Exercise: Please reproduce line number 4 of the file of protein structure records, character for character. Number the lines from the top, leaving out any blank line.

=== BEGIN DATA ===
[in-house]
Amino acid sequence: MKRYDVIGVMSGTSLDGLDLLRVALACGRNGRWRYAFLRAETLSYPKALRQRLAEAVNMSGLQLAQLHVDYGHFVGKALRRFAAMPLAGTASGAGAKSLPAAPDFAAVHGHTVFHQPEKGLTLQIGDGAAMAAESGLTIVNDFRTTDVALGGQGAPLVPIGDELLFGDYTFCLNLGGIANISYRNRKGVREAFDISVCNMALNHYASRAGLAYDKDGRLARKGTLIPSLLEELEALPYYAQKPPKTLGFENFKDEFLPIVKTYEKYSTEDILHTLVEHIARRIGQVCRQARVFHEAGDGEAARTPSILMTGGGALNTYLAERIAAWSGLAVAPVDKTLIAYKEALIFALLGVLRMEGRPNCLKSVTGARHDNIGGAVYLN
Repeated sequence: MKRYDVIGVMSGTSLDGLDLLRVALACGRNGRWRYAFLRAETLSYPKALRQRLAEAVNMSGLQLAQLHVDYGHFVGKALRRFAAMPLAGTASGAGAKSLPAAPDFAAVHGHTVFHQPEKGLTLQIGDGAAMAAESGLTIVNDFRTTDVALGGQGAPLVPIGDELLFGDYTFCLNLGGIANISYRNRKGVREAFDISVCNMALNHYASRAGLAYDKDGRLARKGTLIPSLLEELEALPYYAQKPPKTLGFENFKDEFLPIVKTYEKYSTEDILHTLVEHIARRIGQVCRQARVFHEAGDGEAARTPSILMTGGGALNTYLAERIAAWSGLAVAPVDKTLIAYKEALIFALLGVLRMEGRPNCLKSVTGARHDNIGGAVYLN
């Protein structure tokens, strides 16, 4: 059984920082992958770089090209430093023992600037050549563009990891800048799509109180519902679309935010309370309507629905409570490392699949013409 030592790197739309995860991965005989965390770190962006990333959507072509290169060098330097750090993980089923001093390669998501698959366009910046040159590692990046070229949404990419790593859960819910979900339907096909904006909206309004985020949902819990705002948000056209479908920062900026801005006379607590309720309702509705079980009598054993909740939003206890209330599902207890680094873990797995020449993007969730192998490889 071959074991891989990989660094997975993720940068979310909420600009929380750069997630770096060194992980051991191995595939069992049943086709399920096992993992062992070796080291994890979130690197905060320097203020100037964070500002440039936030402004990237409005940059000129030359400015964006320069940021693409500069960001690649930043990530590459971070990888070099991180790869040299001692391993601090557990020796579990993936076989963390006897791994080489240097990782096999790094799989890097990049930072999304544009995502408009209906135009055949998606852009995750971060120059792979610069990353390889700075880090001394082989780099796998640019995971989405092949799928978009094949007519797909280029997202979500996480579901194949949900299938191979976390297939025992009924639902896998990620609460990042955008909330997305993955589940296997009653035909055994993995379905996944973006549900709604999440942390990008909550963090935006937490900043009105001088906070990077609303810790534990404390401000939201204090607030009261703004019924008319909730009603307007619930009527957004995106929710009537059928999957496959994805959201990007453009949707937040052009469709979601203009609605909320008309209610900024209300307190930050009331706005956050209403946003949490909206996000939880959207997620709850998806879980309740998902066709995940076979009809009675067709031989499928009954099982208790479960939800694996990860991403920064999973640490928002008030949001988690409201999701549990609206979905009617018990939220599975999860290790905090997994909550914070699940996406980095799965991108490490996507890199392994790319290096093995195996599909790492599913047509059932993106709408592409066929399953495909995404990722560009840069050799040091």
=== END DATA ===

């Protein structure tokens, strides 16, 4: 059984920082992958770089090209430093023992600037050549563009990891800048799509109180519902679309935010309370309507629905409570490392699949013409 030592790197739309995860991965005989965390770190962006990333959507072509290169060098330097750090993980089923001093390669998501698959366009910046040159590692990046070229949404990419790593859960819910979900339907096909904006909206309004985020949902819990705002948000056209479908920062900026801005006379607590309720309702509705079980009598054993909740939003206890209330599902207890680094873990797995020449993007969730192998490889 071959074991891989990989660094997975993720940068979310909420600009929380750069997630770096060194992980051991191995595939069992049943086709399920096992993992062992070796080291994890979130690197905060320097203020100037964070500002440039936030402004990237409005940059000129030359400015964006320069940021693409500069960001690649930043990530590459971070990888070099991180790869040299001692391993601090557990020796579990993936076989963390006897791994080489240097990782096999790094799989890097990049930072999304544009995502408009209906135009055949998606852009995750971060120059792979610069990353390889700075880090001394082989780099796998640019995971989405092949799928978009094949007519797909280029997202979500996480579901194949949900299938191979976390297939025992009924639902896998990620609460990042955008909330997305993955589940296997009653035909055994993995379905996944973006549900709604999440942390990008909550963090935006937490900043009105001088906070990077609303810790534990404390401000939201204090607030009261703004019924008319909730009603307007619930009527957004995106929710009537059928999957496959994805959201990007453009949707937040052009469709979601203009609605909320008309209610900024209300307190930050009331706005956050209403946003949490909206996000939880959207997620709850998806879980309740998902066709995940076979009809009675067709031989499928009954099982208790479960939800694996990860991403920064999973640490928002008030949001988690409201999701549990609206979905009617018990939220599975999860290790905090997994909550914070699940996406980095799965991108490490996507890199392994790319290096093995195996599909790492599913047509059932993106709408592409066929399953495909995404990722560009840069050799040091």